Thermal de-adsorption or regeneration of ScentLok branded Carbon Alloy® lined garments.
Again, no other manufacturer can use ScentLok’s Carbon Alloy® liner in hunting garments without a licensing agreement approved by ScentLok.
In 2012 ScentLok added two other adsorptive substances into their activated carbon liner and trademarked the name Carbon Alloy® to symbolize all 3 ingredient technologies. ScentLok did not reduce the amount of activated coconut carbon used, however added an additional 30% of treated carbon particles and 5% of zeolite to the activated coconut carbon to create Carbon Alloy®.
My question to the owner of ScentLok at the time was, why alter what already worked to near perfection? After all, in an independent laboratory at Rutgers University, expert scientific testing found for a United States District Court, that ScentLok carbon lined (activated coconut carbon only) garments blocked (adsorbed) 96 to 99% of the odor compounds, and essentially 100% of the surrogate body odor compounds tested. And the testing was done using highly elevated test odor concentrations that were “likely 10,000 times greater than a human body could produce in the course of 24 hours”. That’s a lot of molecules to adsorb!!!!!!!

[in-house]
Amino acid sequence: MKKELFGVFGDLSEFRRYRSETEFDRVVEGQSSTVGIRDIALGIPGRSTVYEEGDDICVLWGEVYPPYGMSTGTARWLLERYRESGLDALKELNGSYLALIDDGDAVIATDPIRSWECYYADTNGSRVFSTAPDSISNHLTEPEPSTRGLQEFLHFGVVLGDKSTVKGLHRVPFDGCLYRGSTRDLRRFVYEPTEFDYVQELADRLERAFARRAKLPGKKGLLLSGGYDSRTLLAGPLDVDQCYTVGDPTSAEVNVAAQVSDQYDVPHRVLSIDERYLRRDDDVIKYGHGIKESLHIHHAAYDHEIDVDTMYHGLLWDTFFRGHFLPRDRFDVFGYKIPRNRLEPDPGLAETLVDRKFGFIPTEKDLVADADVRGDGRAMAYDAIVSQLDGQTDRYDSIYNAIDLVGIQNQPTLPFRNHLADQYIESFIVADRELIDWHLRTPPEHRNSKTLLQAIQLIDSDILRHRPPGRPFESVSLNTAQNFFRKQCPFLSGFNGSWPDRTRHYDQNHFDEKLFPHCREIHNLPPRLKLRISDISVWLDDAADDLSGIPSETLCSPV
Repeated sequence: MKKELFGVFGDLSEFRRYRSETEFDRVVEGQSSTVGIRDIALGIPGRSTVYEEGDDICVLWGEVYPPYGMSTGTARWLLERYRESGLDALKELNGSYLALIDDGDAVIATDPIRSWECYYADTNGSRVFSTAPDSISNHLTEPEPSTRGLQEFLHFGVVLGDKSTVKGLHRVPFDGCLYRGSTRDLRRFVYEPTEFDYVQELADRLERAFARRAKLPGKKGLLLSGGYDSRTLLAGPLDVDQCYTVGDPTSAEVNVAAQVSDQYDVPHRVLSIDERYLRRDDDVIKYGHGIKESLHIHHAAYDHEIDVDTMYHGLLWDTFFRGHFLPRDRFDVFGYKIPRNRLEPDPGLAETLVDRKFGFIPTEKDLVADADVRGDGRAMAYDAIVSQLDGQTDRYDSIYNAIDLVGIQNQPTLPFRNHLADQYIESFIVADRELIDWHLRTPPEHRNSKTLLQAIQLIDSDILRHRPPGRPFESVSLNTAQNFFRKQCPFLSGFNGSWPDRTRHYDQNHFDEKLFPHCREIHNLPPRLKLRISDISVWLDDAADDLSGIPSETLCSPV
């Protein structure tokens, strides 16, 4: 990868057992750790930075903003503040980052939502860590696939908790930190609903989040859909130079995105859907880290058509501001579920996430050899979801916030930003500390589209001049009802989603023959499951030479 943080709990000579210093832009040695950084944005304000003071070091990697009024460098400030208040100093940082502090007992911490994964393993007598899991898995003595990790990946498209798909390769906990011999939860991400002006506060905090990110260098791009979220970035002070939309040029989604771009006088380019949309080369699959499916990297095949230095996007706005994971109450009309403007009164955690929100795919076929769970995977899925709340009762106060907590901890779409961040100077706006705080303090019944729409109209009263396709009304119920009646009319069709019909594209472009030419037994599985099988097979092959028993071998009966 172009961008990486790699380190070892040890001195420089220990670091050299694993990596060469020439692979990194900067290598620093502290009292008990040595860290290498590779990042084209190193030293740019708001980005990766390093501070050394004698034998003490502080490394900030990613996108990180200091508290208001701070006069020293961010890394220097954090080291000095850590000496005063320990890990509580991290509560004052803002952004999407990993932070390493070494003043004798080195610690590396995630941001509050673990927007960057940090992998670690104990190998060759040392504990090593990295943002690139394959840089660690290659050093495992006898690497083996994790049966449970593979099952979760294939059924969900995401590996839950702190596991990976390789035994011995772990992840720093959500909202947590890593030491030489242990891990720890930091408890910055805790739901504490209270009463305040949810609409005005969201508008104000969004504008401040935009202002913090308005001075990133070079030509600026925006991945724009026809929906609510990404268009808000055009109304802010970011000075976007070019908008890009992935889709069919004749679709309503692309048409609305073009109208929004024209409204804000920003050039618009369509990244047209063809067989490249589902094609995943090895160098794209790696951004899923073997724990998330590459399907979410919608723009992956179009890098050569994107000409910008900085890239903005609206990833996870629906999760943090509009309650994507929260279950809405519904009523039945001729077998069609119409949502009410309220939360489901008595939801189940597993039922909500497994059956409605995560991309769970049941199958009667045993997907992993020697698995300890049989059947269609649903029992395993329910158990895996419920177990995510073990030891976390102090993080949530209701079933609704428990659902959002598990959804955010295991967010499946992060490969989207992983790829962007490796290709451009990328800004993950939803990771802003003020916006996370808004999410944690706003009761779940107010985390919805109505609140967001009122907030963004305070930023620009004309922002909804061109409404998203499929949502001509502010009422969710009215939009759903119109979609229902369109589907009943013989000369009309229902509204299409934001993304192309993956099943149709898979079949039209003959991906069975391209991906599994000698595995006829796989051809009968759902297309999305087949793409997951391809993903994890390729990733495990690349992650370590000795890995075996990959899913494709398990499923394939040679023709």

So why add more adsorptive ingredients? To put it simply, ScentLok wanted to close the adsorption gap even more than their already 96 to 99% plus adsorption rate!
There is literally hundreds of differing gaseous and liquid type molecules that emanate from the human body and while activated coconut carbon is perfectly suited for adsorbing the vast majority of them, treated carbon and zeolite were added because they can adsorb some very specific sized molecules at a higher and more effective rate than activated coconut carbon.